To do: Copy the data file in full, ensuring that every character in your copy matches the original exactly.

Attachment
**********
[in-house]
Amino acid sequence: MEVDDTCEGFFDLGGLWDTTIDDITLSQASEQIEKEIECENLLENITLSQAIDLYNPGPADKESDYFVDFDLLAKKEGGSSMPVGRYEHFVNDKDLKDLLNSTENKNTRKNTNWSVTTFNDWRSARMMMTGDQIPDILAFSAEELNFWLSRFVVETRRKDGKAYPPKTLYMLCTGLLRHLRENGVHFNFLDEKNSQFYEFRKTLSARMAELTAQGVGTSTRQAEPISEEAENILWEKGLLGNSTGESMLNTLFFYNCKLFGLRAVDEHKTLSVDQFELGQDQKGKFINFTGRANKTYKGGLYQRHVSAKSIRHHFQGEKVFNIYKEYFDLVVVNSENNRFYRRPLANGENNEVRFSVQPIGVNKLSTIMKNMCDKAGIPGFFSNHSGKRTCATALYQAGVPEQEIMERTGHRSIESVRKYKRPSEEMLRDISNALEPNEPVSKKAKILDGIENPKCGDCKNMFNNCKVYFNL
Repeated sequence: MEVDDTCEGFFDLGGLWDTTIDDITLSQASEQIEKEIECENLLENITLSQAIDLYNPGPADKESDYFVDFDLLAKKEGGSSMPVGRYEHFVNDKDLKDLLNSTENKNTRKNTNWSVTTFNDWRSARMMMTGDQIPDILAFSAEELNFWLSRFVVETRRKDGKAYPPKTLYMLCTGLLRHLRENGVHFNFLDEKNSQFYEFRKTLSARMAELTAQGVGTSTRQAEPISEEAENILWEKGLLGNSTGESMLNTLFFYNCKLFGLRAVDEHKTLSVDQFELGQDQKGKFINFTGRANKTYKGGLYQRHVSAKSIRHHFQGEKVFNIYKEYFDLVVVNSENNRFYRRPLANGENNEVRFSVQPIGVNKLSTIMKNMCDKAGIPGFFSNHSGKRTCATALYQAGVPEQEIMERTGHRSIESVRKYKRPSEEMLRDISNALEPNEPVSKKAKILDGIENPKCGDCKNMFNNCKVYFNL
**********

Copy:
[in-house]
Amino acid sequence: MEVDDTCEGFFDLGGLWDTTIDDITLSQASEQIEKEIECENLLENITLSQAIDLYNPGPADKESDYFVDFDLLAKKEGGSSMPVGRYEHFVNDKDLKDLLNSTENKNTRKNTNWSVTTFNDWRSARMMMTGDQIPDILAFSAEELNFWLSRFVVETRRKDGKAYPPKTLYMLCTGLLRHLRENGVHFNFLDEKNSQFYEFRKTLSARMAELTAQGVGTSTRQAEPISEEAENILWEKGLLGNSTGESMLNTLFFYNCKLFGLRAVDEHKTLSVDQFELGQDQKGKFINFTGRANKTYKGGLYQRHVSAKSIRHHFQGEKVFNIYKEYFDLVVVNSENNRFYRRPLANGENNEVRFSVQPIGVNKLSTIMKNMCDKAGIPGFFSNHSGKRTCATALYQAGVPEQEIMERTGHRSIESVRKYKRPSEEMLRDISNALEPNEPVSKKAKILDGIENPKCGDCKNMFNNCKVYFNL
Repeated sequence: MEVDDTCEGFFDLGGLWDTTIDDITLSQASEQIEKEIECENLLENITLSQAIDLYNPGPADKESDYFVDFDLLAKKEGGSSMPVGRYEHFVNDKDLKDLLNSTENKNTRKNTNWSVTTFNDWRSARMMMTGDQIPDILAFSAEELNFWLSRFVVETRRKDGKAYPPKTLYMLCTGLLRHLRENGVHFNFLDEKNSQFYEFRKTLSARMAELTAQGVGTSTRQAEPISEEAENILWEKGLLGNSTGESMLNTLFFYNCKLFGLRAVDEHKTLSVDQFELGQDQKGKFINFTGRANKTYKGGLYQRHVSAKSIRHHFQGEKVFNIYKEYFDLVVVNSENNRFYRRPLANGENNEVRFSVQPIGVNKLSTIMKNMCDKAGIPGFFSNHSGKRTCATALYQAGVPEQEIMERTGHRSIESVRKYKRPSEEMLRDISNALEPNEPVSKKAKILDGIENPKCGDCKNMFNNCKVYFNL